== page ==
for example in this Mozart piece, there is a turn in bar 7, and in bar 10

how are you suppose to play these turns rhythmically? how else could the notes be notated?

  • 2
    I voted to reopen, because the dup question is about a turn between the same two pitches, but this turn is between two different pitches. I assume the turn will be pitches above and below the second, target pitch, the A. But, that isn't completely clear. I think an answer making that clear would be helpful for the community. Jan 26 at 15:59
  • 1
    @MichaelCurtis Actually I would assume the opposite, "F E D# E" Feb 10 at 16:09

1 Answer 1


The difference between writing it above a note and after (between) the note is that in the "after" case, the principal note is played first. There is leeway in the exact execution, but two possibilities are notated below.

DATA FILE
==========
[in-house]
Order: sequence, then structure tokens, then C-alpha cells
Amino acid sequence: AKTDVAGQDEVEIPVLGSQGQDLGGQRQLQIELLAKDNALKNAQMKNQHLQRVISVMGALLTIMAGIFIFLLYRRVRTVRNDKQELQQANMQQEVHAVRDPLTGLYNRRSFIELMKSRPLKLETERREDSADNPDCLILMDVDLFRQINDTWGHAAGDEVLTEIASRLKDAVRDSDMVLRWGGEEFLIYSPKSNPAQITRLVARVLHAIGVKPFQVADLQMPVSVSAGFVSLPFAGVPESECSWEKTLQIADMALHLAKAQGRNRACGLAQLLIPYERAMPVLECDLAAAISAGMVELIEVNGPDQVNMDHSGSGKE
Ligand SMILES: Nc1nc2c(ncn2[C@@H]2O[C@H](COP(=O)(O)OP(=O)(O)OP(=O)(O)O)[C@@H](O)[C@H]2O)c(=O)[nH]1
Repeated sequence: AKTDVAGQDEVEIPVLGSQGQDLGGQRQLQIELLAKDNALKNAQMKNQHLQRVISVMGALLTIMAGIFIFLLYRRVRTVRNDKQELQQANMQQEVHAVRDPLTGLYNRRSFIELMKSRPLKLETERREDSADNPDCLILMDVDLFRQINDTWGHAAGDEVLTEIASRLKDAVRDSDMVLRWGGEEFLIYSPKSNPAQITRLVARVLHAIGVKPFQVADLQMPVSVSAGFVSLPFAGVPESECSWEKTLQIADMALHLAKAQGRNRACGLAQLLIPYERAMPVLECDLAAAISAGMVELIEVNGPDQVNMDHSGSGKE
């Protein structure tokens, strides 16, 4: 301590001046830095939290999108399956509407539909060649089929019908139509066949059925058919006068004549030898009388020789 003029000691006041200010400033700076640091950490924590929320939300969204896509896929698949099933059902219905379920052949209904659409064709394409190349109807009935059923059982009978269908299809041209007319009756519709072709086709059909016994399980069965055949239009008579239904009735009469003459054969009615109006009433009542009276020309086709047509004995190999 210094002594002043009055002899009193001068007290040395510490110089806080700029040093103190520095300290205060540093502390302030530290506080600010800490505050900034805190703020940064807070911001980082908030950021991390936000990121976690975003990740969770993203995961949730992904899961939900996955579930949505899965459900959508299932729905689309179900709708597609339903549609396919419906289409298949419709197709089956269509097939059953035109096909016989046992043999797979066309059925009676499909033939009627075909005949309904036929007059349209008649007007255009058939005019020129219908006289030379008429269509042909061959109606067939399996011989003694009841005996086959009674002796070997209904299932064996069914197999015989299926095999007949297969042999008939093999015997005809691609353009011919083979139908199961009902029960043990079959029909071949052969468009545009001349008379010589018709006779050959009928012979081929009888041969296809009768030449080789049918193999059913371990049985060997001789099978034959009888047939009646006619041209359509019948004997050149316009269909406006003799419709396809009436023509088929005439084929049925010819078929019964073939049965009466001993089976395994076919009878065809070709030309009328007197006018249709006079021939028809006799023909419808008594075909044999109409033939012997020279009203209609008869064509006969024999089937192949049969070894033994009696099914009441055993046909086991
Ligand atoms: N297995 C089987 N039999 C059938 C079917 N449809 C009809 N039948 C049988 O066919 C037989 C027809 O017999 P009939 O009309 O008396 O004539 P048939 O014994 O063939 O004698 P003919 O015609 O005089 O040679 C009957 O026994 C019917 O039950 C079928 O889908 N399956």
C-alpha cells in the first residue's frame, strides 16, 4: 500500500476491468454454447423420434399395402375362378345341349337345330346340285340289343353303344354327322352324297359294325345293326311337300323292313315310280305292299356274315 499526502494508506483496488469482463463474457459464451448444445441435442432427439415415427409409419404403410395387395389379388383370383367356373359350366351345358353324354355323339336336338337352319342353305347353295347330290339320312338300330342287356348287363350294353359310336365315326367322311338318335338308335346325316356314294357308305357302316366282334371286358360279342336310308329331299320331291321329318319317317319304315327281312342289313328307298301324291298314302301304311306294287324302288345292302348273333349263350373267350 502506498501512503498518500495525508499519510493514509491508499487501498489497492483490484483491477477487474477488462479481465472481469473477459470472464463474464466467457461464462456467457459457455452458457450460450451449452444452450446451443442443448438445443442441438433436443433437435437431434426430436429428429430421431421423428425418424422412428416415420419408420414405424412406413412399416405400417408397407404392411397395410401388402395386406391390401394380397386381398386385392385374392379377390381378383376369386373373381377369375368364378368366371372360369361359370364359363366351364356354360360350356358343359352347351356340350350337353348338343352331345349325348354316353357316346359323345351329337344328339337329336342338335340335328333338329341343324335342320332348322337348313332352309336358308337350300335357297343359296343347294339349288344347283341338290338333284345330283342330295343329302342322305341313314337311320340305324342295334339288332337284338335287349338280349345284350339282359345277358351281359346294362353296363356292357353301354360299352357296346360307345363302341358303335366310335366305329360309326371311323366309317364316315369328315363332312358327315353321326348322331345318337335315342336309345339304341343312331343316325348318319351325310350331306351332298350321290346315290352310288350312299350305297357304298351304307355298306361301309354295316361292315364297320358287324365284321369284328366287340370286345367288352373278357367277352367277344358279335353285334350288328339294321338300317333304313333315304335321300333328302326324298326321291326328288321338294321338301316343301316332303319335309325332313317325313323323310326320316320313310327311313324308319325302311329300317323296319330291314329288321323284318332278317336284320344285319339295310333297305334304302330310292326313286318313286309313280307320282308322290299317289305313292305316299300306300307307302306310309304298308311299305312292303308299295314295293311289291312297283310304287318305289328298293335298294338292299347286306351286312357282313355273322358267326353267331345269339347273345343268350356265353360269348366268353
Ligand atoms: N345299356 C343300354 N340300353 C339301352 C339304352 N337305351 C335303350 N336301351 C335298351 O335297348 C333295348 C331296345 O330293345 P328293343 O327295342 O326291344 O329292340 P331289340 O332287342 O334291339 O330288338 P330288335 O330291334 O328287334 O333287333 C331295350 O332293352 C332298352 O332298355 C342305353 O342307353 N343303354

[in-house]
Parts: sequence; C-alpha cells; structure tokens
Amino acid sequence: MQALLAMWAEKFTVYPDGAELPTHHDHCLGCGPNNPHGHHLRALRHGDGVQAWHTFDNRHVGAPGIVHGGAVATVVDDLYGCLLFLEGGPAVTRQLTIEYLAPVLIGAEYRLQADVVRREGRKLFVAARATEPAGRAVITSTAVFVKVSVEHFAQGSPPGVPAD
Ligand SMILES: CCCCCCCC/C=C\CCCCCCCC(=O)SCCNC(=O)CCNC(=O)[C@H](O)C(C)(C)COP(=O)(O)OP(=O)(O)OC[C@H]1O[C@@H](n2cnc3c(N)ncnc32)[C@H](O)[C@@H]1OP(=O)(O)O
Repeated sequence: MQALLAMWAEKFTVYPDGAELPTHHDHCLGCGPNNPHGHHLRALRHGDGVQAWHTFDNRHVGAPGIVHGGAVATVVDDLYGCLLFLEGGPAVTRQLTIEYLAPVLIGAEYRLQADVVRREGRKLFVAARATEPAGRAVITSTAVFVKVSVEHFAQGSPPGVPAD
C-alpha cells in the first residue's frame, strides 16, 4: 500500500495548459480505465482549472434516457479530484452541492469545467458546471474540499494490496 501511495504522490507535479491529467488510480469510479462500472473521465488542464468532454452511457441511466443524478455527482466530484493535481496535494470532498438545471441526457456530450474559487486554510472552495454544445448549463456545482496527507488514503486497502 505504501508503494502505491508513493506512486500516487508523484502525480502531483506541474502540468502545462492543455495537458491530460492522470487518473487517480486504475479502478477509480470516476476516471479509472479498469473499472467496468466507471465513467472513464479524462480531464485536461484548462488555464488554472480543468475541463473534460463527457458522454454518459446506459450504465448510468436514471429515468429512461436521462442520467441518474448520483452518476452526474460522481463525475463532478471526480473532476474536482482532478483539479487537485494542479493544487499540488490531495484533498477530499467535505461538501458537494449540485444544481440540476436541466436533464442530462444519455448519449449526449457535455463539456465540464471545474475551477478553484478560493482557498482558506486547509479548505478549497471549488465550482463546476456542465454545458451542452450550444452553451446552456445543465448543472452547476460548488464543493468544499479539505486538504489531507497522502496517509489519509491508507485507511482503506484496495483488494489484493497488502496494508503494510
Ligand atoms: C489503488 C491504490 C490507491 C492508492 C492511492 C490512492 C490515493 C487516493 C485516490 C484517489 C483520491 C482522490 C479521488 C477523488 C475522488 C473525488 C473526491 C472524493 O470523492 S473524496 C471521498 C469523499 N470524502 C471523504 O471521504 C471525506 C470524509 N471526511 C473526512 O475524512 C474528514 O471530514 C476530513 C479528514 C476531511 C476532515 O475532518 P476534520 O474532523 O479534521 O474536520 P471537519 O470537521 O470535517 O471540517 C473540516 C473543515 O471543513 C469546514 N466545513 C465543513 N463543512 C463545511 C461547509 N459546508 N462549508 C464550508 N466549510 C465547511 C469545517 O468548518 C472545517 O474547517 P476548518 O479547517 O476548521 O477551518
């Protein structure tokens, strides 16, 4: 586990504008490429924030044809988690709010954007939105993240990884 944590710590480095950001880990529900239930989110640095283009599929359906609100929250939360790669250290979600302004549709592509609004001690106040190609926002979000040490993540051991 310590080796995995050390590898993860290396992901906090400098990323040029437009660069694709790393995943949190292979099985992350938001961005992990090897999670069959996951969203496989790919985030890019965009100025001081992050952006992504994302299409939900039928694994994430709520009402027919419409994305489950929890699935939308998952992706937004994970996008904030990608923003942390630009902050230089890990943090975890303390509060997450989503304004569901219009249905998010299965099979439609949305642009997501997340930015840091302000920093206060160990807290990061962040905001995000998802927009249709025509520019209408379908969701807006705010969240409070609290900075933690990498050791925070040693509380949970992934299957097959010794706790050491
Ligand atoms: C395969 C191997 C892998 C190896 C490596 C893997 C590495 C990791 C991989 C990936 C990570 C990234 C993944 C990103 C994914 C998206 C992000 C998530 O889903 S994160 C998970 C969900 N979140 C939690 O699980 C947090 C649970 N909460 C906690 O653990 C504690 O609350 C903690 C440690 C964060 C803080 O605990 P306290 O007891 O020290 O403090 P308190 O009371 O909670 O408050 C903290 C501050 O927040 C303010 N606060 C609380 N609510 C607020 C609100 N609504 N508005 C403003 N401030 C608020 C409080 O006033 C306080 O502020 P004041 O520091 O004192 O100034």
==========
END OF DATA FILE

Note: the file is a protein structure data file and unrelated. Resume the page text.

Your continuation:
Turn notations

In the first, the principal note and the note above form a dotted rhythm on the first half of the beat with a triplet forming the second half. Alternatively, the first half of the beat can be the principal note and the second half containing the entire turn.

Another possibility, not notated, is to divide the beat into three parts: 1) the principal note, 2) a triplet of the upper neighbor, principal, and lower neighbor, and 3) the principal note.

In measure 10, Demus uses the second option, above. The principle note takes up half the time allotted to it, then the turn takes up the other half. The is typical.

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